What are the storage conditions of large, silicic volcanos? Answering this question is essential for understanding how these systems form and erupt. The likelihood of eruption is largely controlled by the thermal conditions at which volcanic systems are stored in the crust. Recent studies [1, 2] suggest that large, silicic systems are stored near or below the solidus (650-700°C) and at high crystallinity (>50%) for 10s of 1000s of years prior to eruption. Evidence for their eruption are monotonous intermediates
. These ignimbrites are homogeneous, crystal-rich and have a near-solidus mineral assemblage. One of the most notable is the ~5000 km3
Fish Canyon Tuff (FCT) in CO. Due to its pluton-like characteristics and resorption of anhydrous minerals, it is suggested to be a remobilized crystal mush . Hence, FCT is optimal to study the storage conditions of silicic volcanos. We determined the pre-eruptive conditions of FCT using Ti-in-Quartz thermometry . Our results suggest extremely homogeneous, near solidus crystallization temperatures of 737 to 672°C depending on Ti activity (0.5 or 0.8). Residence times at these temperatures were calculated by fitting diffusion profiles of Ti in quartz. Three different diffusion coefficients (D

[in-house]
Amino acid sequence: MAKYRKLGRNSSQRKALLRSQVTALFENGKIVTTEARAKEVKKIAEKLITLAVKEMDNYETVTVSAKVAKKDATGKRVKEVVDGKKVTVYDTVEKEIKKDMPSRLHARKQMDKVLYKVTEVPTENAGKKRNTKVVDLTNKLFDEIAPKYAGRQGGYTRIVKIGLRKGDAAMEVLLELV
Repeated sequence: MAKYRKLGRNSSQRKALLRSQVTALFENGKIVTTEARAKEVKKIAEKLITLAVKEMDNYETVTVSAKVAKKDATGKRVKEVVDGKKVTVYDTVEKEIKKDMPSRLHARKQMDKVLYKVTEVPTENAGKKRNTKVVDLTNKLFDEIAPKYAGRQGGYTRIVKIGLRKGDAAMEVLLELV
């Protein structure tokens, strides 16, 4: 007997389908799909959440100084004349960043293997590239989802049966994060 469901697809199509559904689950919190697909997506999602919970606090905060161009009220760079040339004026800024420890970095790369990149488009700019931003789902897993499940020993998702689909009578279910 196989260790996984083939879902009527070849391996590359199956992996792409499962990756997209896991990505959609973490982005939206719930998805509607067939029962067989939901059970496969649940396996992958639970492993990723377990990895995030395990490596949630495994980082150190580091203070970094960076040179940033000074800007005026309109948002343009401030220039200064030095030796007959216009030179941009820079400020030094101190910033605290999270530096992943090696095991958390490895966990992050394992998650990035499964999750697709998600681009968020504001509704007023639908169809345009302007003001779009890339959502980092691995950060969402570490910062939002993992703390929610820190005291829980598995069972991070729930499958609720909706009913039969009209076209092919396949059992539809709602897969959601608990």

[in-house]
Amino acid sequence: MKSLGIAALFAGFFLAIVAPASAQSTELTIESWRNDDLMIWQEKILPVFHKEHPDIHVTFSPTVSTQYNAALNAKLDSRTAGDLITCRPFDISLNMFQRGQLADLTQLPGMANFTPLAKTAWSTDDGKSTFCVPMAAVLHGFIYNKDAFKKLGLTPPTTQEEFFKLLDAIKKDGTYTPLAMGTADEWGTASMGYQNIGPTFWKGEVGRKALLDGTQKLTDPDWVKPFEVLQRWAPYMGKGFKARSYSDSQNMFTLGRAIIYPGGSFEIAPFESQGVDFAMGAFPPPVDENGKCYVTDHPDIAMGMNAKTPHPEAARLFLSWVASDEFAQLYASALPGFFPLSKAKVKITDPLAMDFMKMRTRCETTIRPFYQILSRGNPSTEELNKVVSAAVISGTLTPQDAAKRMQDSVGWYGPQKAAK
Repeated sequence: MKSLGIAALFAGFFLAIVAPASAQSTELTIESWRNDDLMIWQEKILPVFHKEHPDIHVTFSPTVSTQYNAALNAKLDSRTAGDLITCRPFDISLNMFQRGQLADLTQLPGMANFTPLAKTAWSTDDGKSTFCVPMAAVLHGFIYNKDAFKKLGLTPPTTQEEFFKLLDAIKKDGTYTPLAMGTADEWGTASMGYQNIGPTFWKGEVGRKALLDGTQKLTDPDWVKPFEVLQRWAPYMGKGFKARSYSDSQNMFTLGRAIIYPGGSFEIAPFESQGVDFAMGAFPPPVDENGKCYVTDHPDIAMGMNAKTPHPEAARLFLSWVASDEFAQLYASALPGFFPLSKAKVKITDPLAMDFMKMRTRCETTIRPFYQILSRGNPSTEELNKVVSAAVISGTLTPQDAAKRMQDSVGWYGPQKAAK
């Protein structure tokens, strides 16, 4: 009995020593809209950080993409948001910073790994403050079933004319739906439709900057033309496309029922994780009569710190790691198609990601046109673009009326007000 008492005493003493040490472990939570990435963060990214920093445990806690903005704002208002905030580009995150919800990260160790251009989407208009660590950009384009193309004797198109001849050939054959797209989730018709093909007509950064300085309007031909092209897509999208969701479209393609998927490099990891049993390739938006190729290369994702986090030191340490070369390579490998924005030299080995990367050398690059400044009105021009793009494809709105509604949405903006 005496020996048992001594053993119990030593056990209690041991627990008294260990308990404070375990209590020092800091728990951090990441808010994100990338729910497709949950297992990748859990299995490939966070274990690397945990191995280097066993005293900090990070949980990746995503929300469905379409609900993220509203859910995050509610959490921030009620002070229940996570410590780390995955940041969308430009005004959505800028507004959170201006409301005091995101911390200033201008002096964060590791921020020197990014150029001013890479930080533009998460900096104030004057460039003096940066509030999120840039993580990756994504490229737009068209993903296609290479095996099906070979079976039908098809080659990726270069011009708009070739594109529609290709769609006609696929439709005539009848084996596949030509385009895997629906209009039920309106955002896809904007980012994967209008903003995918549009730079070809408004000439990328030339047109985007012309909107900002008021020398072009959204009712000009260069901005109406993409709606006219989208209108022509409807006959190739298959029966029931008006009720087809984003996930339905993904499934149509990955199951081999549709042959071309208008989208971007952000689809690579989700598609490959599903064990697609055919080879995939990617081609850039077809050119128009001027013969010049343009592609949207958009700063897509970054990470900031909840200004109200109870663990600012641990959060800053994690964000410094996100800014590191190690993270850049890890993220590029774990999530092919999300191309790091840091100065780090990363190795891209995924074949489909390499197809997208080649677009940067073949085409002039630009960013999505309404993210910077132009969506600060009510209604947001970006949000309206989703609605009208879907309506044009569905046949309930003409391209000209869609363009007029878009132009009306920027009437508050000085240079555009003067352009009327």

) by Cherniak et al. , Jollands et al.  and Audétat et al.  are compared. At 737°C residence times are significantly shorter for D
of  (<700 a) than  (0.07-1 Ma) or  (0.15-4 Ma). In the latter case, residence times exceed the maximum storage time of ~0.44-0.7 Ma estimated from zircon ages  and eruption history in the vicinity of FCT. Residence times at 672°C calculated for  and  result in unrealistic times of >8 Ma. Hence, at 672°C, the D of  provides the best fit with independent estimates of magmatic residence time. Residence time above 737°C is <2% of the total storage time using D
of  and imply cold storage. In contrast, D
of  imply storage significantly above the solidus.
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